Dead Sea Scrolls published online in joint Google-Israeli high-tech project

The Israel Antiquities Authority, with the help of Google, has digitized and uploaded 5,000 fragments of the Dead Sea Scrolls, including books that are not found in today’s Hebrew canon or the Christian Old Testament.

A copy of a part of the Dead Sea Scrolls is presented during a joint Israel Antiquities Authority, IAA, and Google press conference in Jerusalem.

The Dead Sea Scrolls have been secreted away for most of their 2,000-year history — first by ancient people in the Khirbet Qumran caves near the Dead Sea and then by select groups of scholars in museums, universities, and even private collections.

Now Google and the Israel Antiquities Authority (IAA) are making these sacred texts, including some that aren’t in today’s Bible, available to anyone who has a computer and a curious mind.

The IAA has digitized and released high resolution scans of 5,000 fragments of the Dead Sea Scrolls, including the earliest known copies of the Ten Commandments and the Judeo-Christian creation story. Since the texts were written on parchment and papyrus, many sections are worn, faded and completely illegible to the human eye. But the IAA is using NASA technology to photograph and upload copies of the texts at a quality never seen before.

“Only five conservators worldwide are authorized to handle the Dead Sea Scrolls,” IAA director Shuka Dorfman said in a press release. “Now, everyone can ‘touch’ the scrolls on-screen around the globe, and view them in spectacular quality, equivalent to the original.”



The team at the Israel Antiquities Authority uses NASA technology to compile multiple photographs of each fragment into one image.

It took five years of detailed work for the researchers at IAA to get to where they are now. Each fragment, some as small as dimes, is photographed 28 times front and back, using a camera system that can take photographs in different reflective wavelengths, according to FoxNews. A photographer then combines all of the exposures into one multispectral image, revealing words that were invisible for centuries.

“It is now like a dream come true,” Pnina Shor, the Dead Sea Scrolls project director told CNN, “Because now not only the scholarly world is going to care for this but the public as well. »

The scrolls were written in Hebrew, Aramaic, Greek and Nabatean. To make them truly accessible to the public, the IAA will need to provide translations for all of the fragments. The organization is working on it, according to Dr. Shani Tzoref, a Dead Sea Scrolls researcher at the IAA.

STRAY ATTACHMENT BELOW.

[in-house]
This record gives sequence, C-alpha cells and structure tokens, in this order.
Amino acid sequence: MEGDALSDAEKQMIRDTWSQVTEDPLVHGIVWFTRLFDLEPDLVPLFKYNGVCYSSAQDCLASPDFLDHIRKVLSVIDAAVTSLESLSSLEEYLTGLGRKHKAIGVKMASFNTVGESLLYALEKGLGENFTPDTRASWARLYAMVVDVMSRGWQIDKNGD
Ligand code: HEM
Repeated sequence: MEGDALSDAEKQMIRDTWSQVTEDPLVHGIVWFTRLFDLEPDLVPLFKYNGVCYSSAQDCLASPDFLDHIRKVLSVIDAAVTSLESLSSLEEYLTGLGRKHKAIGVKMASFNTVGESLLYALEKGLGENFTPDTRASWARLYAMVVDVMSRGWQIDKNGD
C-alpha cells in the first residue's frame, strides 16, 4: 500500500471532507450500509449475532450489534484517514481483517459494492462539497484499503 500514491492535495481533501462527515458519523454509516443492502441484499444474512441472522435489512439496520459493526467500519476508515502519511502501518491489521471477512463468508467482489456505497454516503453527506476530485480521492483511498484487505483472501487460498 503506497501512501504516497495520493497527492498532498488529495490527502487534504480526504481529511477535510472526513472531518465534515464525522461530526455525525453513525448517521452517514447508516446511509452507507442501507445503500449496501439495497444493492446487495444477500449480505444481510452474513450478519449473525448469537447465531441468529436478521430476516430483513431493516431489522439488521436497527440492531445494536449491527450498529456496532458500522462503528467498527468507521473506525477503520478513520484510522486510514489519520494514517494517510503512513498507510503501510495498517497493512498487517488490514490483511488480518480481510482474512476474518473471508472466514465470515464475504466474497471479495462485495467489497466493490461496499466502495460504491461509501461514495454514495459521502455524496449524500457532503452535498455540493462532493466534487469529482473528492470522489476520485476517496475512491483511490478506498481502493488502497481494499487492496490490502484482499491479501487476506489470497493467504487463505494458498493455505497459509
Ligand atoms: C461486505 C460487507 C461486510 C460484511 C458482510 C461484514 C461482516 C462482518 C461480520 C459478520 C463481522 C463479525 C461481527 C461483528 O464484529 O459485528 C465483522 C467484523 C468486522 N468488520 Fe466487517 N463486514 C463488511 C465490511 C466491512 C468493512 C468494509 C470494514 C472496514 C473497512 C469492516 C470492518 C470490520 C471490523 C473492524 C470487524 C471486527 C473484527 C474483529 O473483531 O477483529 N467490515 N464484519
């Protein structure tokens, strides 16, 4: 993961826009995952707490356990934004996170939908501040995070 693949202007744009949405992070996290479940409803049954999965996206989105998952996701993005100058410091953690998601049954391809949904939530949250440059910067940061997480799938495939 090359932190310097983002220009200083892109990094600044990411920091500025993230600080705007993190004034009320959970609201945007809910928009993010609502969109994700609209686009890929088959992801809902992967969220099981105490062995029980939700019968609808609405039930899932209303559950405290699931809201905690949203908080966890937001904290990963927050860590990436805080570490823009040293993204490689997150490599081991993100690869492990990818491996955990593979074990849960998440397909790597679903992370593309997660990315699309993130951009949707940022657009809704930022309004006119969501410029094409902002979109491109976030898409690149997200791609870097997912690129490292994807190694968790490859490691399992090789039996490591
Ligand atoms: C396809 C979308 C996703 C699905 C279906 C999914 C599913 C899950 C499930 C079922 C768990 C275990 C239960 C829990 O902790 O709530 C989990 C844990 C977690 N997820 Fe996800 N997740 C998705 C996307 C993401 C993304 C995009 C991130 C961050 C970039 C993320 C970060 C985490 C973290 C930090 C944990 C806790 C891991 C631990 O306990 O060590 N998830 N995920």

“The intention [is to] add transcriptions, translation, and other user tools as we continue to develop the site,” Tzoref wrote in an email to the Daily News.

In 1947, while looking for a goat, a Bedouin shepherd wandered into a cave in the Judean Desert that contained some of the Dead Sea Scrolls. Over the next few years, hundreds of manuscripts were found scattered throughout the area, according to an IAA press release. Collectively, the site of the discoveries is known as the Qumran caves.

The Israel Museum in Jerusalem has the first seven scrolls that were discovered in Qumran Cave 1, according Tzoref. The museum partnered with Google last year to upload five of these, including a searchable version of the Book of Isaiah. (Try searching for “And the wolf shall dwell with the lamb Dead Sea Scroll”on Google).



It took IAA researchers five years to upload high resolution images of 5,000 fragments of the Dead Sea Scrolls.

The IAA has acquired most of the manuscripts discovered afterward, in nearby caves and elsewhere in the Judean Desert. The Book of Genesis, the Ten Commandments, and the apocalyptic prophecies of the prophet Daniel might be familiar to today’s Jewish and Christian worshippers. Viewers can zoom into the Book of Paleoleviticus, which contains bans against the ancient practice of sacrificing children to the Semitic god Moloch. The online collection also features fragments from the book of Psalms, including seven that are not found in the standard version of the Bible.

The collection also showcases books that are not in today’s Hebrew canon or the Christian Old Testament, including the Book of Enoch and the Book of War.


THURSDAY, JANUARY 3, 2013, 2:33 PM


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